Fourth, poor countries are not doomed to failure because they are poor, or because they have had an unfortunate history. It is true that things often do not work in these countries: programmes intended to help the poor end up in the wrong hands, teachers teach desultorily or not at all, roads weakened by theft of materials collapse under the weight of overburdened trucks, and so forth. But many of these failures have less to do with some grand conspiracy of the elites to maintain their hold on the economy and more to do with some avoidable flaw in the design of policies, and the ubiquitous three is: ignorance, ideology and inertia.
The way i read this is that bad outcomes often have to do with some flaw in the system which leads to massively bad outcomes. In policy, it can be small adjustments that, if implemented, can lead to much better outcomes. Making a systematic change that addresses the flaw, often linked to taking on ignorance or inertia, can give better results, because, and not to be too naive, people want those better outcomes.
The same rule applies in other complex systems including those tackled by great technology businesses. Technology is just another mechanism for fixing on massive systematic failures. And like in the policy world, it’s a small twist of a screw in the system that could lead to much better outcomes. So, for example: people want to communicate better, and better, simple, and more interactive interfaces like Twitter and Facebook exploded by designing systems that fit that desire better than existing ones. Other solutions can fix poorly performing markets by taking advantage of market mechanisms such as easier supply, better price transparency, or more perfect information.
Like with policy, as entrepreneurs, it’s looking for the simple elegant solutions and mechanisms to fix big systems that are likely to be the best way to yield massive results.
Growing up, one of the dream lives was being a public intellectual, thinking big ideas and then impacting the world. In reality, “public intellectuals,” in modern times, has been a myth — in reality, little of the former, other than in ones’ own minds or in narrow echo chambers, and none of the latter.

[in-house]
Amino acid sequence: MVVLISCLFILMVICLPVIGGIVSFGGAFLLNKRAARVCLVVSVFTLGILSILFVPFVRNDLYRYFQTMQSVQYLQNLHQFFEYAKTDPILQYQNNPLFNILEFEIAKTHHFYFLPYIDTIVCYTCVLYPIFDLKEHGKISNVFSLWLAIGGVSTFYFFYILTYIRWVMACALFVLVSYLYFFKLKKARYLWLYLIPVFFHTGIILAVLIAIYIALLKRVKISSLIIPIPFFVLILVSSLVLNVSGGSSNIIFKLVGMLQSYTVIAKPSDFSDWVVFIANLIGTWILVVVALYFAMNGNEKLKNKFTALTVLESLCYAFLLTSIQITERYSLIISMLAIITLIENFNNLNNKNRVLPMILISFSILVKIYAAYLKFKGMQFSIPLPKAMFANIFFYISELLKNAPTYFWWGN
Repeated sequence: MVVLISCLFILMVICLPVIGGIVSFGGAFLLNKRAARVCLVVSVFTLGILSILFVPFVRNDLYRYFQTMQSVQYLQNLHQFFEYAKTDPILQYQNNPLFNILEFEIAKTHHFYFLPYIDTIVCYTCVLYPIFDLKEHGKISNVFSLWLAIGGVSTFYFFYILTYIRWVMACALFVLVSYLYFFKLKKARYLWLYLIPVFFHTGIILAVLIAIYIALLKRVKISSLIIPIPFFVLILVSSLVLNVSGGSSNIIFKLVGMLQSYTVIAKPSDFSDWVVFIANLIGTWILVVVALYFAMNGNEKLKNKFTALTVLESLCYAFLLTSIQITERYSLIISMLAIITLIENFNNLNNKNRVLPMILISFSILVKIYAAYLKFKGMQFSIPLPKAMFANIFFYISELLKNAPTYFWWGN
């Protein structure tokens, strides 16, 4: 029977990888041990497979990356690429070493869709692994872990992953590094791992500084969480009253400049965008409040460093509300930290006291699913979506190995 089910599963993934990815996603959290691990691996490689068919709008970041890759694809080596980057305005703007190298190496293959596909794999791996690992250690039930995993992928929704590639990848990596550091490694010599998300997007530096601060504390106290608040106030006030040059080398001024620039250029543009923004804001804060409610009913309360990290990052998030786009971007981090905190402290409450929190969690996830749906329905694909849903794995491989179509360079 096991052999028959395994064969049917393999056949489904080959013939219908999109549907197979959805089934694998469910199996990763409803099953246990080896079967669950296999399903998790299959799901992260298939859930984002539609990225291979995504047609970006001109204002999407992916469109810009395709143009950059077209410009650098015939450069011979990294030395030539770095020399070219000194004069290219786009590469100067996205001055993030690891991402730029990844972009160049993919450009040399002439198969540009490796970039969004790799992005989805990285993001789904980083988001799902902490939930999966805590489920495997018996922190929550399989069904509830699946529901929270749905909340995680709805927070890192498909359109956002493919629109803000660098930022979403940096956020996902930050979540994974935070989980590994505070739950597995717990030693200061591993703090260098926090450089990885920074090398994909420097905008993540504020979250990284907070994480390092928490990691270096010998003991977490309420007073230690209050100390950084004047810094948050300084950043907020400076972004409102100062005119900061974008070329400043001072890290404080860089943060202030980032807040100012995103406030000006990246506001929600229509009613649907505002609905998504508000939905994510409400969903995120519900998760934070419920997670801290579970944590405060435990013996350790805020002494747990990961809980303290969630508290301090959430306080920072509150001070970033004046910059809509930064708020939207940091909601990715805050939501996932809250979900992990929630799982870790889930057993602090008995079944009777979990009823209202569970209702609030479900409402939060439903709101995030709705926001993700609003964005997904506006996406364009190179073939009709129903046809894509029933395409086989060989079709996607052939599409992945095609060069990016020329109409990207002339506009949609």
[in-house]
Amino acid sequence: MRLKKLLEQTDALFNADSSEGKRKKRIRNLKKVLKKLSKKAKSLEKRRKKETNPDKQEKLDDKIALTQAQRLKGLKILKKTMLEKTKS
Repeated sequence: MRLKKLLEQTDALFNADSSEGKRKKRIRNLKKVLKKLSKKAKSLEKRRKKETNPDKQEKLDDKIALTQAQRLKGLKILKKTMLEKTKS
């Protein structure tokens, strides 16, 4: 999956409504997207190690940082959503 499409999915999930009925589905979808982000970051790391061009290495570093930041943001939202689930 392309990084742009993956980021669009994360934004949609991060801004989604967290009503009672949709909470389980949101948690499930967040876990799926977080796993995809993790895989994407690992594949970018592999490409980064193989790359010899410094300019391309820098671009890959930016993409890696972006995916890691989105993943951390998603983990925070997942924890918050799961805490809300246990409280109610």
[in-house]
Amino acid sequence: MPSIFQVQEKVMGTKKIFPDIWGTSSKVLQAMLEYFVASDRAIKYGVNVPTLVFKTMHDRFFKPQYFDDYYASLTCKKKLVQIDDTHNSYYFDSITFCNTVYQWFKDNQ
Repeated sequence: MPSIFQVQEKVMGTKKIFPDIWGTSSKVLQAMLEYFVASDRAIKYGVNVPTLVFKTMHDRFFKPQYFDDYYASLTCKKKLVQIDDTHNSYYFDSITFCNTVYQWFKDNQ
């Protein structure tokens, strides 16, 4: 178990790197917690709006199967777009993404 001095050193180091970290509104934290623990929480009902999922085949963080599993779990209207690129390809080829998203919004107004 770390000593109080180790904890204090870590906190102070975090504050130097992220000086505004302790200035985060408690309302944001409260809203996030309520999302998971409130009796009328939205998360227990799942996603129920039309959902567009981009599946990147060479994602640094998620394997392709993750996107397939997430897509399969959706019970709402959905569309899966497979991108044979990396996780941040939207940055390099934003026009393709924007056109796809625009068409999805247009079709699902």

The new public intellectual is someone who thinks of the way society works and can work better and then uses technology to actually test and implement those propositions. Reid Hoffman, a Marshall Scholar, for what it’s worth, lives this, as explained in the quote below.
Hoffman once dreamed of being a public intellectual – someone who could influence the direction of humanity by thinking deep thoughts and joining the public battle of ideas. That ambition took him to Oxford university, as a Marshall scholar, in the 1990s to study philosophy. However, the narrowness of academic life eventually put paid to those thoughts.
In their place, the online world has become a giant Petri dish for his sociological interests. In the internet and software businesses, new ideas and ways of behaving take shape with remarkable alacrity. The internet acts like a lever, turning social experiments into vast online communities.
There is more reality to the new public intellectual than the old!
There is a funny thing about our search for big ideas. We like the idea of having a big idea, and we like when big ideas are actually achieved, but in between Paul Graham observes that they can scare the crap of us and others around us. Graham explains:
Don’t worry, it’s not a sign of weakness. Arguably it’s a sign of sanity. The biggest startup ideas are terrifying. And not just because they’d be a lot of work. The biggest ideas seem to threaten your identity: you wonder if you’d have enough ambition to carry them through…This phenomenon is one of the most important things you can understand about startups. You’d expect big startup ideas to be attractive, but actually they tend to repel you.